Survey: Boomers Aren't Alike In Investment Needs

March 10, 2005 ( - When it comes to understanding Baby Boomers and their retirement savings habits, a new survey asserted that members of that age group are very much not a unified block.

In fact, OppenheimerFunds said in a news release announcing its OppenheimerFunds Investing for Retirement Survey, boomers actually have different investment needs depending on their retirement savings profile. However, they share a common financial regret: they are uneasy about the extent to which they have saved for retirement.

“Most of the Boomers we talked to have mixed emotions when it comes to money, feeling both regret and contentment,” said Jim Ruff, President of OppenheimerFunds Distributor, in the news release. “Many feel they could have planned better and saved more responsibly, but did not for various reasons.”

The survey findings revealed that both workers and retirees are uncomfortable with how much they have accumulated during their pre-retirement years. Ninety-seven percent of workers surveyed say that they regret how they and their spouse spent their money considering how much more savings they could have accumulated.

Savings Profiles

OppenheimerFunds, Inc. and Matthew Greenwald & Associates identified four “retirement savings profiles” based on levels of confidence and preparedness among non-retired boomers, according to the news release:

  • Smooth Sailors(Prepared and Unconcerned) 21% of non-retirees. This group is the most prepared of the four. They are the most likely to have an exact dollar amount in mind as their accumulation goal for retirement (50% do) or as their retirement income goal (42% do). They are more likely than the unprepared groups to have a written financial plan.
  • Nervous Nellies(Prepared and Concerned) 27% of non-retirees This group of non-retirees has taken many steps to achieve a secure retirement and believe they are prepared, but are worried that events beyond their control might compromise their ability to attain financial security.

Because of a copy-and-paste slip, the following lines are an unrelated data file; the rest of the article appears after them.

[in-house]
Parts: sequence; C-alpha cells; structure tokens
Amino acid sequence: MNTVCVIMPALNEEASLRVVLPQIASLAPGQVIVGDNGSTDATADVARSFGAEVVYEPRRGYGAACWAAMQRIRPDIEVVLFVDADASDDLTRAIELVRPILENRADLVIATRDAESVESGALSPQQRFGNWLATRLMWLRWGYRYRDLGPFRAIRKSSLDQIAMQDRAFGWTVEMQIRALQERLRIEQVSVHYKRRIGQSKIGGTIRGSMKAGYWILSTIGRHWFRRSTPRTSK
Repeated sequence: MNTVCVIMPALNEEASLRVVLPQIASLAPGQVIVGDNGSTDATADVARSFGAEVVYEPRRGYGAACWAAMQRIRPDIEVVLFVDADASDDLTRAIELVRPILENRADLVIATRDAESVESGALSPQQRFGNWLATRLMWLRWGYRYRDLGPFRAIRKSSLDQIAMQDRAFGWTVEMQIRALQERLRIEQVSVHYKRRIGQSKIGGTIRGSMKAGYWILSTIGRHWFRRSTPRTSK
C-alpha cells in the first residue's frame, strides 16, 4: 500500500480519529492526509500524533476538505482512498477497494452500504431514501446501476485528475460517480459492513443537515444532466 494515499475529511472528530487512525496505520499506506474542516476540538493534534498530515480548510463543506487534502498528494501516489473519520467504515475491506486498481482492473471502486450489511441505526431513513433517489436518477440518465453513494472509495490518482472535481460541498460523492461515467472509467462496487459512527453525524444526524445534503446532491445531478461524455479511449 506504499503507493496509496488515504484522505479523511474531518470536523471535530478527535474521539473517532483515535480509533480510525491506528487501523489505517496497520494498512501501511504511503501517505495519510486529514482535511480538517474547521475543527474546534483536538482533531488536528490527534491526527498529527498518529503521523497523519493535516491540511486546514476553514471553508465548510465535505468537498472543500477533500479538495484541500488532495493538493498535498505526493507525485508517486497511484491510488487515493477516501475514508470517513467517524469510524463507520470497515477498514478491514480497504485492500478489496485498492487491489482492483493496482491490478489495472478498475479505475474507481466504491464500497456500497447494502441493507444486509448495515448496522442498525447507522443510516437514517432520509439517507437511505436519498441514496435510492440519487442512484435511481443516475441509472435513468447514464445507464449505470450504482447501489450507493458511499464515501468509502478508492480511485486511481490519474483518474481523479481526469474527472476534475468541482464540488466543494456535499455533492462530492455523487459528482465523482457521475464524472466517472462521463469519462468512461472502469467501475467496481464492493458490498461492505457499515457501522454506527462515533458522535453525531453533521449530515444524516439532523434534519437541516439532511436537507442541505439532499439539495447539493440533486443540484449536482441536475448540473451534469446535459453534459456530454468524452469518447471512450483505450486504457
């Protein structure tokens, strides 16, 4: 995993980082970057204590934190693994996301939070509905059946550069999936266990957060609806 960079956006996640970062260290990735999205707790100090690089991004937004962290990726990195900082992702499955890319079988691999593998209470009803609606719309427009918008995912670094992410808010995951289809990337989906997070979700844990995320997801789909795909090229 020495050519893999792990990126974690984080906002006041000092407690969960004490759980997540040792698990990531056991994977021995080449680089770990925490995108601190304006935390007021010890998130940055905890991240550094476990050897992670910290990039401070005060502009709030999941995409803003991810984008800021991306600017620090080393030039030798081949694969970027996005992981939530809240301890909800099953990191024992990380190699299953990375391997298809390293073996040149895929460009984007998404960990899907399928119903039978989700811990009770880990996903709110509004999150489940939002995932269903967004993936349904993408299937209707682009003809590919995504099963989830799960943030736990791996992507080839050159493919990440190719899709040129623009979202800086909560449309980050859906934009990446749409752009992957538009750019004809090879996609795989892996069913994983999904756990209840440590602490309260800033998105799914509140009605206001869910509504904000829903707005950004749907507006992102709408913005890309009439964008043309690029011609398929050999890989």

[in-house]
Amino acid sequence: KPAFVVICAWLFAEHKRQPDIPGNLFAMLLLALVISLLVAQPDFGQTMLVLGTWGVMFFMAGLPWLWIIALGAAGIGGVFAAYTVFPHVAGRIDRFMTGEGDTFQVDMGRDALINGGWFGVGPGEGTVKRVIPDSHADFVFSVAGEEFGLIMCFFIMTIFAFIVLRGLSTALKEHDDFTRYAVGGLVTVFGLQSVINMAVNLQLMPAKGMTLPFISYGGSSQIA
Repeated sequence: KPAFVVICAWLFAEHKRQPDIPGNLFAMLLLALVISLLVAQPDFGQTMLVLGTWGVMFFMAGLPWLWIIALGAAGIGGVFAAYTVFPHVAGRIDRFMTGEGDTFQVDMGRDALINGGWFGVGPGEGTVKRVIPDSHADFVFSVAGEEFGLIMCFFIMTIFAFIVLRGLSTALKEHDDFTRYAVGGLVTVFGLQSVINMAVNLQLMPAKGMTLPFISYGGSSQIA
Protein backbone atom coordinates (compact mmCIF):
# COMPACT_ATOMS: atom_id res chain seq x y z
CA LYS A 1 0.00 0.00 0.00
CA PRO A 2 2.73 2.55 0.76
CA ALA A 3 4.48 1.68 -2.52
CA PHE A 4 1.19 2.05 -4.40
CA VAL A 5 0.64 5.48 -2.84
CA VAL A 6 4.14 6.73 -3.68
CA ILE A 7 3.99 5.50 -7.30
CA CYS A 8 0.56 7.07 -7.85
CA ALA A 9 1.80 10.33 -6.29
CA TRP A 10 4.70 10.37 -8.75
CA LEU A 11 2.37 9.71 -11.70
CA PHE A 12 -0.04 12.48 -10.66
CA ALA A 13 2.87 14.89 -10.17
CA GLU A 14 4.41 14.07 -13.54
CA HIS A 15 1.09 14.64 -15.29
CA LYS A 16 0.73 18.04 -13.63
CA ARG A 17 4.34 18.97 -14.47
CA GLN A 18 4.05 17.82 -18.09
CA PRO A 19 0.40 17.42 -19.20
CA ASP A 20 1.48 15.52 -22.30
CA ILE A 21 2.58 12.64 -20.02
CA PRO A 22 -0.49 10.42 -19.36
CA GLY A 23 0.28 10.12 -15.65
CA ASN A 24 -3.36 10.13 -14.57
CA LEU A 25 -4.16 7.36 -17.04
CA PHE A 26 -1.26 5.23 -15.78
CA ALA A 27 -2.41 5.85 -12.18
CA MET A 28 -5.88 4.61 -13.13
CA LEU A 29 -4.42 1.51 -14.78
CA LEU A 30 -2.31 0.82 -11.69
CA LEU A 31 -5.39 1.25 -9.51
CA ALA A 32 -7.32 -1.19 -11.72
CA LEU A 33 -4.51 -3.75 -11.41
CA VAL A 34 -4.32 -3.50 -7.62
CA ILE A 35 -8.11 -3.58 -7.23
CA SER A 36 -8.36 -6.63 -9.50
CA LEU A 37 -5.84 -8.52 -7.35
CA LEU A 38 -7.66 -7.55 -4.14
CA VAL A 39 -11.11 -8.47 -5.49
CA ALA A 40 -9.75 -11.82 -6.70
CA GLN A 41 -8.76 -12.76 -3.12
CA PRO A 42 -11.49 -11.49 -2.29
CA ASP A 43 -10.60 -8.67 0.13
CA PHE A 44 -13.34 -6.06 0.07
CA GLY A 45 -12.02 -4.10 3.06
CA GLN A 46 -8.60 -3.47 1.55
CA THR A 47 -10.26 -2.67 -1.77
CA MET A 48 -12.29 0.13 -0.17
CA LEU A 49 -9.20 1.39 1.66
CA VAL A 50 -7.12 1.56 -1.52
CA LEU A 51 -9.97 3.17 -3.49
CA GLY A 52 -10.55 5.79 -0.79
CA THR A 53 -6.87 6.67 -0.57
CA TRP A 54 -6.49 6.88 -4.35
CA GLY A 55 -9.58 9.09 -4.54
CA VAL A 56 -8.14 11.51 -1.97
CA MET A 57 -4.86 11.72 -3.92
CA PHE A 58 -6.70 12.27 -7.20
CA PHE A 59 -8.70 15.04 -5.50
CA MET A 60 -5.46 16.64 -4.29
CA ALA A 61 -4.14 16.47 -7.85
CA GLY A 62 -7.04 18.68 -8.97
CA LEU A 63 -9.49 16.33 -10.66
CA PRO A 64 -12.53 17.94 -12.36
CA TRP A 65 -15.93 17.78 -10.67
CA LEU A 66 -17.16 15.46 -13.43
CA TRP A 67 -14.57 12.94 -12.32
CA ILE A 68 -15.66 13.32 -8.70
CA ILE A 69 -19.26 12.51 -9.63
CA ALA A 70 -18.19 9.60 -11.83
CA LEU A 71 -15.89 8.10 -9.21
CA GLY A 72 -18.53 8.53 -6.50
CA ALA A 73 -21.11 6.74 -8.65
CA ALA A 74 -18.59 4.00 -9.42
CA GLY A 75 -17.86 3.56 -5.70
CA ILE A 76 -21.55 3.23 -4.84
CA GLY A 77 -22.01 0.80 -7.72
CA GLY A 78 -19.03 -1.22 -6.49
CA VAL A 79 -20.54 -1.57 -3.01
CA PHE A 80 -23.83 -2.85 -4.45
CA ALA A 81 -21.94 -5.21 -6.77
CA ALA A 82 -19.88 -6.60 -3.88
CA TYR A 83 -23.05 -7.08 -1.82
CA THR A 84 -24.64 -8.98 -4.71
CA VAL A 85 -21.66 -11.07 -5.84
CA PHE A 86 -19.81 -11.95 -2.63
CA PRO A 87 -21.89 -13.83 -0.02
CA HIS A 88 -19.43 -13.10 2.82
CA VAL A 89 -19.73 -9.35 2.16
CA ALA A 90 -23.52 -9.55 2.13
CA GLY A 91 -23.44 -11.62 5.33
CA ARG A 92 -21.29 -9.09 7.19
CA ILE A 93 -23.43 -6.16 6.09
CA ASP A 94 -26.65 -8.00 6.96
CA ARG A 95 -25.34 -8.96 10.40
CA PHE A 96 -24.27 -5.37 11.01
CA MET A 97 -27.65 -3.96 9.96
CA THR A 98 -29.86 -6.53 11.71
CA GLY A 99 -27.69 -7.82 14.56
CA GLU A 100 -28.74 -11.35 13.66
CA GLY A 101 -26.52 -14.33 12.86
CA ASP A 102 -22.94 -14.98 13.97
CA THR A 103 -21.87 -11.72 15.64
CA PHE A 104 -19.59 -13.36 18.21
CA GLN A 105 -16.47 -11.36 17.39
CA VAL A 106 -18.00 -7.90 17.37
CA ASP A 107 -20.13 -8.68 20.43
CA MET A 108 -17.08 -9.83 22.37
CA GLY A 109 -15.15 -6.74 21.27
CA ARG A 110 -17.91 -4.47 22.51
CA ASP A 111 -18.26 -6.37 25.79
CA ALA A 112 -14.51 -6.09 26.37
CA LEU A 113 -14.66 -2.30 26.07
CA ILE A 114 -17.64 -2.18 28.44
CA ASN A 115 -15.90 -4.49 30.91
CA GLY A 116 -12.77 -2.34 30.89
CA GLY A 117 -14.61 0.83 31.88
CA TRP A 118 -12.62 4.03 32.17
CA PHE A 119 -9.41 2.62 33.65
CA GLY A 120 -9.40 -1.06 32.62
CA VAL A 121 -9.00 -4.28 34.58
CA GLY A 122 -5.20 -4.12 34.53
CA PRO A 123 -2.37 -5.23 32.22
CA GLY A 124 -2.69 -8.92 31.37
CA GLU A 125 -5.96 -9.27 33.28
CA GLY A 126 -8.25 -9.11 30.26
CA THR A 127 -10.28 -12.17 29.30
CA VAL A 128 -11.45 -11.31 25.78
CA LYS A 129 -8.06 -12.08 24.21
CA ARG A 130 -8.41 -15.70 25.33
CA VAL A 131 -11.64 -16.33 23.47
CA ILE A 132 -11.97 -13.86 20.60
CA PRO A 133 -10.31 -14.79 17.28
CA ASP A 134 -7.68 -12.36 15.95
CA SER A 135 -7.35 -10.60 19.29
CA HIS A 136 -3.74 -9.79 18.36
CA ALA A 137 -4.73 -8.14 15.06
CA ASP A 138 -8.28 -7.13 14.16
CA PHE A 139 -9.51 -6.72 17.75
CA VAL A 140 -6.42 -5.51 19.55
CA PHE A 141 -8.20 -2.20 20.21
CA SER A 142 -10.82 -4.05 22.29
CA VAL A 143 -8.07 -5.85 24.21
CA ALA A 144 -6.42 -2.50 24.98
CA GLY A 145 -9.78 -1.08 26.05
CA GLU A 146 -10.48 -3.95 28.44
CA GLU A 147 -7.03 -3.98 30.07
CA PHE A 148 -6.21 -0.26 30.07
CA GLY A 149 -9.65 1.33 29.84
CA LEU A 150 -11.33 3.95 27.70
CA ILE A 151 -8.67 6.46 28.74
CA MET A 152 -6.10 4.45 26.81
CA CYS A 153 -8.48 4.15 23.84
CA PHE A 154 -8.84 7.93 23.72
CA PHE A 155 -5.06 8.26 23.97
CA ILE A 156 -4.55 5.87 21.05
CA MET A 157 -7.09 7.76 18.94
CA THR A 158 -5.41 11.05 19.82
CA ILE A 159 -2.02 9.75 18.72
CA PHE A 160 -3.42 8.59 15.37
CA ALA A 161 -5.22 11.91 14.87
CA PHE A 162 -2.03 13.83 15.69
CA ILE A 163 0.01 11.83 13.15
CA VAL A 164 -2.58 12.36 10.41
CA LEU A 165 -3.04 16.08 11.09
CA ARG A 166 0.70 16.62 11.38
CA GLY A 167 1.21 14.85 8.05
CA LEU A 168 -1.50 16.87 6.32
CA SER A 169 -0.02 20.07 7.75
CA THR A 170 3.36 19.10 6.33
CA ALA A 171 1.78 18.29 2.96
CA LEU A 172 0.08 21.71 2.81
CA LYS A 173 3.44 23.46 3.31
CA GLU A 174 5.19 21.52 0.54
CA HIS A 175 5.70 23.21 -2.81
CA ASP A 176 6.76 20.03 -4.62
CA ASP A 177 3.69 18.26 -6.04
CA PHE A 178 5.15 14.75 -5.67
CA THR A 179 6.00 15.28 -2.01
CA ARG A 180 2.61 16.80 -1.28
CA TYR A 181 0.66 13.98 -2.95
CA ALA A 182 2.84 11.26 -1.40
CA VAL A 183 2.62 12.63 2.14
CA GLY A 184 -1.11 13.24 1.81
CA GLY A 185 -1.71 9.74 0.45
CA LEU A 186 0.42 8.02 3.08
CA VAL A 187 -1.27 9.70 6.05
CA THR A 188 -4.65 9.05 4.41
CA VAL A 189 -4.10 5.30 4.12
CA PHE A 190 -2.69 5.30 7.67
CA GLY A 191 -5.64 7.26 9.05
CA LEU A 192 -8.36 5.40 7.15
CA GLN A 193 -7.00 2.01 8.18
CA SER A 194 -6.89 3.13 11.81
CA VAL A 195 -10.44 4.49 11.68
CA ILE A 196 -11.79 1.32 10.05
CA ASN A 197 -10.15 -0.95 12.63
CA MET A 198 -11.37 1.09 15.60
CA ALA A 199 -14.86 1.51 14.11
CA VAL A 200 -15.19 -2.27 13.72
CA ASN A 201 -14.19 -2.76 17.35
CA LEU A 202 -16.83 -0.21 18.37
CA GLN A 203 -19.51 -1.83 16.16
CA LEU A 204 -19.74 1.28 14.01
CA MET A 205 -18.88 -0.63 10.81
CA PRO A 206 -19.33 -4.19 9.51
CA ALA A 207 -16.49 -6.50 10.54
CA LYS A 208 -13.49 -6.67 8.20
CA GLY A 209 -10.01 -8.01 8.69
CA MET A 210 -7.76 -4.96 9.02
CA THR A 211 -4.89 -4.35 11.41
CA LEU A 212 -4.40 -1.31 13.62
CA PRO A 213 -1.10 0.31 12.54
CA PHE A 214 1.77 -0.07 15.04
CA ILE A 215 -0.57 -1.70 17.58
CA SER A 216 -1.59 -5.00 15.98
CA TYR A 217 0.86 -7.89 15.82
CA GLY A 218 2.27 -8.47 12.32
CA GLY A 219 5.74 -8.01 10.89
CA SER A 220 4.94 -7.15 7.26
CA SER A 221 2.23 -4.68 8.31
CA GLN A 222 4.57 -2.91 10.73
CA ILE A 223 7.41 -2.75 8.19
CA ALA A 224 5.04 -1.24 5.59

• Unrealistic Optimists(unprepared/unconcerned) 29% of non-retirees. These investors are not prepared yet are optimistic about their prospects for a comfortable retirement. Very few (15%) consider themselves very prepared for retirement and 72% say that, considering their age, they are only somewhat prepared for retirement.
  • Pensive Procrastinators(Unprepared/Concerned) 23% of non-retirees. The pensive procrastinators have not planned well and are worried about it. They do not consider themselves well prepared for retirement and are concerned that they will be unable to save enough money for a secure retirement. Despite this, 76% of this group say they expect to live a comfortable retirement.

Many Boomers are unrealistic about the real cost of living in retirement and how their plans to exit the workforce will mesh with their savings plans. For example, Boomers underestimate the impact that debt will have on their retirement, especially as many expect to enter retirement owing more than previous generations.

Also, Boomers anticipate that they’ll have to work longer than their current retiree counterparts. When asked at what age they think they’ll retire, only a small portion of Boomers said before they reach 60. Yet over half of the retirees surveyed left the workforce before that age. Also, the majority of Boomers say they will continue to have some form of paid employment after they retire. On the contrary, a quarter of current retirees said they never had to work in retirement.

According to the survey, Boomers believe they will need to save less than ten times their current income for retirement, yet the average life expectancy in retirement is twenty years. Also, while they perceive that their expenses will decline once they stop working, almost 70% of retirees said they now spend the same or more as when they worked.

The nationwide survey examined the financial behaviors and attitudes of 1,000 retirees and pre-retirees, most of whom are baby boomers. The survey was conducted between September and October 2004 among Americans ages 45 to 75 with household incomes of at least $75,000 or household savings and investments of at least $300,000 (not including primary residence). Some 600 workers and 401 retirees were surveyed. The telephone interviewing was conducted by Matthew Greenwald & Associates.